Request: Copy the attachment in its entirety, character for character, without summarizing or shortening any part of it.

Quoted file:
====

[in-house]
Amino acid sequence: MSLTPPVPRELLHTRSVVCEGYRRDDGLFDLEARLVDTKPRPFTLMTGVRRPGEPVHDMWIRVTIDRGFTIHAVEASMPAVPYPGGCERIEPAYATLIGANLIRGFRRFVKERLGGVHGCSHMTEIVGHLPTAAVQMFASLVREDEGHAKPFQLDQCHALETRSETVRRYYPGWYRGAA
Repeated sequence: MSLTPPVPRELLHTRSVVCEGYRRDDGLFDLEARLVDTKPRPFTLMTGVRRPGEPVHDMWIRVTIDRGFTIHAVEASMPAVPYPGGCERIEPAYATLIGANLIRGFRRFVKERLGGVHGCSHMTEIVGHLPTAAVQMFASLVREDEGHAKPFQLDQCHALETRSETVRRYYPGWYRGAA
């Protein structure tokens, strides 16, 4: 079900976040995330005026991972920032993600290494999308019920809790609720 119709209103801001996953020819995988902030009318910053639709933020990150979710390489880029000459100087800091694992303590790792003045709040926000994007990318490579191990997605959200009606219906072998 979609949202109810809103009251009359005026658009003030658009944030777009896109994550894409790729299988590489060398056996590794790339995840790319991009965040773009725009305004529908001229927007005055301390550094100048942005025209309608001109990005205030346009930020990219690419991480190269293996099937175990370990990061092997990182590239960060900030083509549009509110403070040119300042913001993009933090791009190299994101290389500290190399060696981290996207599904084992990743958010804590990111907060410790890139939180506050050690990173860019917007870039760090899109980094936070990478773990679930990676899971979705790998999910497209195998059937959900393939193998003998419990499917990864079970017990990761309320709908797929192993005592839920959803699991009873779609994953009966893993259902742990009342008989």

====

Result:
[in-house]
Amino acid sequence: MSLTPPVPRELLHTRSVVCEGYRRDDGLFDLEARLVDTKPRPFTLMTGVRRPGEPVHDMWIRVTIDRGFTIHAVEASMPAVPYPGGCERIEPAYATLIGANLIRGFRRFVKERLGGVHGCSHMTEIVGHLPTAAVQMFASLVREDEGHAKPFQLDQCHALETRSETVRRYYPGWYRGAA
Repeated sequence: MSLTPPVPRELLHTRSVVCEGYRRDDGLFDLEARLVDTKPRPFTLMTGVRRPGEPVHDMWIRVTIDRGFTIHAVEASMPAVPYPGGCERIEPAYATLIGANLIRGFRRFVKERLGGVHGCSHMTEIVGHLPTAAVQMFASLVREDEGHAKPFQLDQCHALETRSETVRRYYPGWYRGAA
């Protein structure tokens, strides 16, 4: 079900976040995330005026991972920032993600290494999308019920809790609720 119709209103801001996953020819995988902030009318910053639709933020990150979710390489880029000459100087800091694992303590790792003045709040926000994007990318490579191990997605959200009606219906072998 979609949202109810809103009251009359005026658009003030658009944030777009896109994550894409790729299988590489060398056996590794790339995840790319991009965040773009725009305004529908001229927007005055301390550094100048942005025209309608001109990005205030346009930020990219690419991480190269293996099937175990370990990061092997990182590239960060900030083509549009509110403070040119300042913001993009933090791009190299994101290389500290190399060696981290996207599904084992990743958010804590990111907060410790890139939180506050050690990173860019917007870039760090899109980094936070990478773990679930990676899971979705790998999910497209195998059937959900393939193998003998419990499917990864079970017990990761309320709908797929192993005592839920959803699991009873779609994953009966893993259902742990009342008989």